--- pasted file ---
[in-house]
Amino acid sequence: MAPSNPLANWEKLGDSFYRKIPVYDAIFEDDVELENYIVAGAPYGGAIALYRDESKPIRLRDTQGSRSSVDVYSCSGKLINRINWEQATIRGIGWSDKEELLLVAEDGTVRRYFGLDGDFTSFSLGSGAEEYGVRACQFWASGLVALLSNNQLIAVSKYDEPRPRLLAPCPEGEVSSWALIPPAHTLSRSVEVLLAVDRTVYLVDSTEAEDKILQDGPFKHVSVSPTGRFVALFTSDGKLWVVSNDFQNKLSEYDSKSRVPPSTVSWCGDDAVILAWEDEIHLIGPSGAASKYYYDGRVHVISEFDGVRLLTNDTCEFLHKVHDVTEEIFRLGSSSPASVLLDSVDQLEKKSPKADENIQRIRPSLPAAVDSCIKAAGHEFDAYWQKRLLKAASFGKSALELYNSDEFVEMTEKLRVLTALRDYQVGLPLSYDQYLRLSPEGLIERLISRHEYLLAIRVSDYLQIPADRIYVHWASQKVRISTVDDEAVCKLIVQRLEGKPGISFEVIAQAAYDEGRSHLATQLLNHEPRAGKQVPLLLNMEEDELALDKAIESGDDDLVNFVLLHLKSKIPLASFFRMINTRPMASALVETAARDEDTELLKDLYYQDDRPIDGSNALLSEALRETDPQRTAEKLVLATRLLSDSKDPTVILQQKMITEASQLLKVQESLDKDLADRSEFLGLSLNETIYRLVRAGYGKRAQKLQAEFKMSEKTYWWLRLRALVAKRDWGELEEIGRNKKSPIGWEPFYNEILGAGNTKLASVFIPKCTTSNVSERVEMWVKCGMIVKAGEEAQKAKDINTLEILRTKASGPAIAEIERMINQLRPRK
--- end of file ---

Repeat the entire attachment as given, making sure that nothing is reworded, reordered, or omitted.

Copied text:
[in-house]
Amino acid sequence: MAPSNPLANWEKLGDSFYRKIPVYDAIFEDDVELENYIVAGAPYGGAIALYRDESKPIRLRDTQGSRSSVDVYSCSGKLINRINWEQATIRGIGWSDKEELLLVAEDGTVRRYFGLDGDFTSFSLGSGAEEYGVRACQFWASGLVALLSNNQLIAVSKYDEPRPRLLAPCPEGEVSSWALIPPAHTLSRSVEVLLAVDRTVYLVDSTEAEDKILQDGPFKHVSVSPTGRFVALFTSDGKLWVVSNDFQNKLSEYDSKSRVPPSTVSWCGDDAVILAWEDEIHLIGPSGAASKYYYDGRVHVISEFDGVRLLTNDTCEFLHKVHDVTEEIFRLGSSSPASVLLDSVDQLEKKSPKADENIQRIRPSLPAAVDSCIKAAGHEFDAYWQKRLLKAASFGKSALELYNSDEFVEMTEKLRVLTALRDYQVGLPLSYDQYLRLSPEGLIERLISRHEYLLAIRVSDYLQIPADRIYVHWASQKVRISTVDDEAVCKLIVQRLEGKPGISFEVIAQAAYDEGRSHLATQLLNHEPRAGKQVPLLLNMEEDELALDKAIESGDDDLVNFVLLHLKSKIPLASFFRMINTRPMASALVETAARDEDTELLKDLYYQDDRPIDGSNALLSEALRETDPQRTAEKLVLATRLLSDSKDPTVILQQKMITEASQLLKVQESLDKDLADRSEFLGLSLNETIYRLVRAGYGKRAQKLQAEFKMSEKTYWWLRLRALVAKRDWGELEEIGRNKKSPIGWEPFYNEILGAGNTKLASVFIPKCTTSNVSERVEMWVKCGMIVKAGEEAQKAKDINTLEILRTKASGPAIAEIERMINQLRPRK